Save As CSV... Saves all currently selected queries results in comma-separated format, encoded as Unicode UTF-8. Ctrl+S
Save As EndNote... Saves all currently selected queries results in EndNote Import format, encoded as Unicode UTF-8. Ctrl+Shift+S
Save As RefMan/RIS... Saves all currently selected queries results in Reference Manager (RIS) format, encoded as Unicode UTF-8.  
Copy Metrics as CSV Copies the citation metrics of all currently selected queries to the Windows clipboard in CSV (comma-separated value) format. You can then paste this into other applications for further processing.  

Copy Metrics as CSV
with Header

Does the same as the previous command, but precedes the statistics with an extra line that contains the names of the fields, also in comma-separated format.  
Copy Metrics for Excel Copies the citation metrics of all currently selected queries to the Windows clipboard in tab-separated format. You can then paste this into other applications for further processing, and in particular into spreadsheet applications such as Microsoft Excel, OpenOffice Calc, and SoftMaker's PlanMaker.  
Copy Metrics for Excel
with Header
Does the same as the previous command, but precedes the statistics with an extra line that contains the names of the fields, also in tab-separated format.  
Rename Allows in-place editing of the query name. Only imported data queries can be renamed. F2
Cut

Copies the currently selected queries to the Windows clipboard and delete them from their current positions. You can then paste them into a different folder.

Note: As of Publish or Perish version 3.4, the deleted items are moved to the Trash folder rather than deleted outright, unless the items are already in the Trash folder; then they will be permanently deleted.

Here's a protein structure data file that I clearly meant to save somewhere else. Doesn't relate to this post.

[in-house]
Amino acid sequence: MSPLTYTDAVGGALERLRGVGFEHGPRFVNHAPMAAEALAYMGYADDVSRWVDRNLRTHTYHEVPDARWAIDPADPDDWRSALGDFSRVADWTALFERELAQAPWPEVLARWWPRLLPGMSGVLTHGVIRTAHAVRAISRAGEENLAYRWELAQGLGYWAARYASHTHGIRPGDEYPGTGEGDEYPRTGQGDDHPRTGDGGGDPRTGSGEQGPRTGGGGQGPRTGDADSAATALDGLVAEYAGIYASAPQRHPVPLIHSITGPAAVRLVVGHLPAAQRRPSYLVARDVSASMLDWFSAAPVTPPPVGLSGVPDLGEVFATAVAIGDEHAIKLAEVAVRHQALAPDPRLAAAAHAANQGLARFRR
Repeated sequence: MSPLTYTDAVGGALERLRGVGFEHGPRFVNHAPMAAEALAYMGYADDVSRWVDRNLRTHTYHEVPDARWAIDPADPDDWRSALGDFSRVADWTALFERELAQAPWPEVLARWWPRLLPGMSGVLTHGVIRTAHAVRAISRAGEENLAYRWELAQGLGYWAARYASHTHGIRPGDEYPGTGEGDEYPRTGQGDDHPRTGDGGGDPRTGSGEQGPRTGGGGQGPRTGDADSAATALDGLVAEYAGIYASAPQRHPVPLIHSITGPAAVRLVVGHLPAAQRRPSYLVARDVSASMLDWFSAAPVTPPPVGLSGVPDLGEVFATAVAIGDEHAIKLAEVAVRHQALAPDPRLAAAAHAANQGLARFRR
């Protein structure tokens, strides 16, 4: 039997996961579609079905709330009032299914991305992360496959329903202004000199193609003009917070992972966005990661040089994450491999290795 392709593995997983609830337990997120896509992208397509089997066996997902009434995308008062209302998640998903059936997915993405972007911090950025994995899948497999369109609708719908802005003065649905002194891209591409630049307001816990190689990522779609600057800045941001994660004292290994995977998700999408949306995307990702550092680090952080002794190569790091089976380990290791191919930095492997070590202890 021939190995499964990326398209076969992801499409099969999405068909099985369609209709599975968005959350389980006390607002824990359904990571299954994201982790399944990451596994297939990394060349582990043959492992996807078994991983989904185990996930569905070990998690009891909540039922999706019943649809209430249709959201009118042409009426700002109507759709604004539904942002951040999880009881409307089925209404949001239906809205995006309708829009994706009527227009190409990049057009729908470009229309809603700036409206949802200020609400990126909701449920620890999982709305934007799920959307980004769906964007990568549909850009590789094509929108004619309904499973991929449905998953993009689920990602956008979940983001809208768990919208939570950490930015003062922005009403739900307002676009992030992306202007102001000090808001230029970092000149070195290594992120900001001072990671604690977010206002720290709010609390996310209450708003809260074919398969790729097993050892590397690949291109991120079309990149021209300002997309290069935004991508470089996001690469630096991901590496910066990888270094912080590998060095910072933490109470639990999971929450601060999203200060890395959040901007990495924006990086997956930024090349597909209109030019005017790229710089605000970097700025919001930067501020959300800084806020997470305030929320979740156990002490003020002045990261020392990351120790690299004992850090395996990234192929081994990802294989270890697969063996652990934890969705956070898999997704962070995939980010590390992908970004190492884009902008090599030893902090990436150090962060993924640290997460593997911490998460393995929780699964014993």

Ctrl+X
Copy Copies the currently selected queries to the Windows clipboard. You can then paste them into a different folder. Ctrl+C
Paste Pastes the folder or query on the Windows clipboard into the current folder. Ctrl+V
Delete

Deletes the currently selected queries.

  • If you use this command on queries in the Trash folder, then the removal of the items is permanent; you will be asked to confirm the deletion in that case.
  • If you use this command on queries not in the Trash folder, then the selected item(s) will be moved to the Trash folder without further ado. If you want to restore them, you can retrieve them from the Trash folder and drag & drop them to a regular folder.
Delete

Results caching

Publish or Perish uses a local cache for the data returned by queries. If you re-run a query, then Publish or Perish will retrieve the results data from the local cache instead of contacting Google Scholar again, provided that the cached data is still "fresh". If the cached data is too old, or if no cached data exists, then Publish or Perish sends the query to Google Scholar and stores the new results in the local cache for subsequent use.

The Query Date and Cache Date columns in the list view show the status of the query and cached data.

  • Query Date is the date on which you last performed the query, i.e., last issued the Lookup [Direct] command.
  • Cache Date is the date on which the data were last retrieved from Google Scholar.

Typically, the Query Date is the same or more recent than the Cache Date. If the Query Date is more recent, this means that the query on that date used the cached results rather than contacting Google Scholar. This is normal behavior.

Out-of-date cached data

If the Cache Date is too long ago or missing altogether, then the list view will display a small red arrow in front of the query. This means that the Cache Date is exceeds the maximum cache age specified in the Preferences - Queries dialog box.

In the case of out-of-date cached data, Publish or Perish will resubmit the query to Google Scholar the next time that you use the Lookup command. This happens automatically when you issue that command; you do not have to do anything special for that.

If you want to refresh the cache before the data expires, use the Lookup Direct command. This might occasionally turn up some extra results, but there is no point in using Lookup Direct more than once every few days; this merely increases the load on Google Scholar and increases the risk that your lookup request will be refused. Under normal circumstances you should rely on Publish or Perish's automatic caching implementation.

Generated by Cphyl 3.21.0.6260 (2017.02.19.1015A)